by Gethin Thomas August. 04, 2020 212 views

A ginnel is a narrow passageway between or through buildings, an "alleyway". Possibly early 17th century: perhaps from French chenel ‘channel’.

In traditional industrial towns and cities across Britain, hundreds of thousands of these homes were built in the 19th century and before. Often called two up-two downs , or back to backs. They were generally what are called terraced houses, or long rows of any length of houses all attached, with alleys at various points for access to the back yards for rubbish collection etc. I have lived in one many years ago.

All were built with washing and toilet facilities in separate outbuildings at the back sometimes one per house but in poorer dwellings communal facilities for several homes. Sometimes a washhouse was also included where a fire could be lit under a "copper" to boil water to clean clothes. A two up-two down usually consisted of as you would expect four rooms, two front and two back with fireplaces in all rooms. Back to backs were split further into only two rooms, what you might call one up-one downs. Families of more than ten used to occupy these homes, with sometimes all sleeping in one room.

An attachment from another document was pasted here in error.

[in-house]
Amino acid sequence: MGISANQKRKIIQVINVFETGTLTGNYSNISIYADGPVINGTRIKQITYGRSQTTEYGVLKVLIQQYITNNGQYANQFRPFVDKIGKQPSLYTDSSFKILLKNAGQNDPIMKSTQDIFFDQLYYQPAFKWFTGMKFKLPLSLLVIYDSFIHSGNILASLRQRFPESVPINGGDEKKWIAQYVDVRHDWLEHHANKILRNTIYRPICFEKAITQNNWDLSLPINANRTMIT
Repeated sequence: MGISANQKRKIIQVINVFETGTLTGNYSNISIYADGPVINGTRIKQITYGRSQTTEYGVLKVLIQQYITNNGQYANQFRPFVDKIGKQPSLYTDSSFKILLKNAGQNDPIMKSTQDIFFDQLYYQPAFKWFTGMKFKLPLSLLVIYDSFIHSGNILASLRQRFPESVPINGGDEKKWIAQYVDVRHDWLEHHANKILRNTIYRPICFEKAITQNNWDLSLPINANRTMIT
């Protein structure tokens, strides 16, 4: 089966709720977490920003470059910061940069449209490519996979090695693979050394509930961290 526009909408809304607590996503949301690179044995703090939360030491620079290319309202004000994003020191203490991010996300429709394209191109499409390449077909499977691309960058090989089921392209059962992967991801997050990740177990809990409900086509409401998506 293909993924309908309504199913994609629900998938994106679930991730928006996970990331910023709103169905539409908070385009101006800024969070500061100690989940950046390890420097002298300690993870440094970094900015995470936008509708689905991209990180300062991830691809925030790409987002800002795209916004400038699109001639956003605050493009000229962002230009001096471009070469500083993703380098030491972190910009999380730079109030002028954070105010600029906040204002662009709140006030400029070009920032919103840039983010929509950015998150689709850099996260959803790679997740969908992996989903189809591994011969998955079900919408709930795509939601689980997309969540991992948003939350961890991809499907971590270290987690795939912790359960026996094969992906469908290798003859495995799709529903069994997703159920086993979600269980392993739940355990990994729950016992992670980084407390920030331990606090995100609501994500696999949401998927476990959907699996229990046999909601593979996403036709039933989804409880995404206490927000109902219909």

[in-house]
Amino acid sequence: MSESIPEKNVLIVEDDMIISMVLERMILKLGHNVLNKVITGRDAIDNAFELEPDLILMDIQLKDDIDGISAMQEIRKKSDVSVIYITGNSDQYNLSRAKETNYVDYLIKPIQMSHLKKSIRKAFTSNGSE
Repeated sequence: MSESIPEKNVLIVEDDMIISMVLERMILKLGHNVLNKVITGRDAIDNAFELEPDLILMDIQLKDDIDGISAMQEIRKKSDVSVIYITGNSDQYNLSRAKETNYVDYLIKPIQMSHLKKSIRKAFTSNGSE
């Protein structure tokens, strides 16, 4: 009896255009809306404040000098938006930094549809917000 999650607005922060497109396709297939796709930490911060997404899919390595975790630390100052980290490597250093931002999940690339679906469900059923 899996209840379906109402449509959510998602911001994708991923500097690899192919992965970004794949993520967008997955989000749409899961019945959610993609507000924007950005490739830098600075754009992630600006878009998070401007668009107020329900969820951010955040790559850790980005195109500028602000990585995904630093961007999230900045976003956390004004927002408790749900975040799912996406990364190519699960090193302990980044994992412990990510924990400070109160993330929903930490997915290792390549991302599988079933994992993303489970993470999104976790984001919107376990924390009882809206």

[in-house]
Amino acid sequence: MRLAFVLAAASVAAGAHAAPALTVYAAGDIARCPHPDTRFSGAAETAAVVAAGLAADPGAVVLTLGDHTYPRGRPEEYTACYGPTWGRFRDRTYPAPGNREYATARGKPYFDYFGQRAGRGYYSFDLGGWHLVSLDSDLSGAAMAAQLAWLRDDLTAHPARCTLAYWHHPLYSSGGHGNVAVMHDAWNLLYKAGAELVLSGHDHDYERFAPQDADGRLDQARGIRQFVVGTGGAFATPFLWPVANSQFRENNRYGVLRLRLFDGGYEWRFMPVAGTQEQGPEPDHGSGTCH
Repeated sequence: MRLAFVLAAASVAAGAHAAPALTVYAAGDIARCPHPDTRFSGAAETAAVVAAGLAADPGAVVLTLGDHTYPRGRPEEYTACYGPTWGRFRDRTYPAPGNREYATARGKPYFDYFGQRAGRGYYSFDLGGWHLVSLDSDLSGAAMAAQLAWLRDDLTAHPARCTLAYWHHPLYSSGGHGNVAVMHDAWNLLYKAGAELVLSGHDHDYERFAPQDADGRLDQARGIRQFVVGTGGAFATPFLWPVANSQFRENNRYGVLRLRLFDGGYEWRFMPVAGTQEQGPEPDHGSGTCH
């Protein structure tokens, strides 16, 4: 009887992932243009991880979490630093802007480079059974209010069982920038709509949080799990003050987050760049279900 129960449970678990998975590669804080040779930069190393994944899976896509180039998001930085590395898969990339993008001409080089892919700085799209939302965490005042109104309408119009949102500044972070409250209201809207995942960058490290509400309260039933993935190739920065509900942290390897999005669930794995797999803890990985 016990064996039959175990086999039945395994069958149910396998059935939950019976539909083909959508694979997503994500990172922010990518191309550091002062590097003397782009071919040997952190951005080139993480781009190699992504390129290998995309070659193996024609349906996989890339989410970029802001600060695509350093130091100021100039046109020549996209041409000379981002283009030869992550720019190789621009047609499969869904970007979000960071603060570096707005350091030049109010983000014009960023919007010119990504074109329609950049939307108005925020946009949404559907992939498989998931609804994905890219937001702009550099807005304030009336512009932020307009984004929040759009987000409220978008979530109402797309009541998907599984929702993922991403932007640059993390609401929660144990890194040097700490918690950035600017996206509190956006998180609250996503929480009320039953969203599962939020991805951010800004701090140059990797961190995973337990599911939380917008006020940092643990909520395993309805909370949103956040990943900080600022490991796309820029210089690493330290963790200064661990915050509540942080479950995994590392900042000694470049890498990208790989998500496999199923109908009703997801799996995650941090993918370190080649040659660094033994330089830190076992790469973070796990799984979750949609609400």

Most of these houses would have originally been rented to families but latterly many were privately purchased and modernised. Today it is not uncommon for them to fetch half a million pounds or more in some desirable areas. The most common modernisation was an extension out the back of two stories with kitchen below and bathroom upstairs. Depending on the size of the house, access to the bathroom upstairs may have been by a corridor or through the rear bedroom.

There arose as a result a legal anomaly termed a "flying freehold". Freehold is a term whereby the property owner owns both the building and the land it is on. Leaseholders only own the property and pay "ground rent" to the land owner. But there is a problem when your home is built over a ginnel. A ginnel is an access for maybe four or six houses so that land is communal, not a problem when a developer owns the whole row. But what happens when all become privately owned? You have to invent the "flying freehold" a sort of "air rights" of the area above the ginnel. Also it was common to equalise the size of the houses by having the house, say, on the left have a room that extended over the ginnel at the front, while the house on the right had a room at the back that extended over the ginnel. You are by now either fascinated or really bored.

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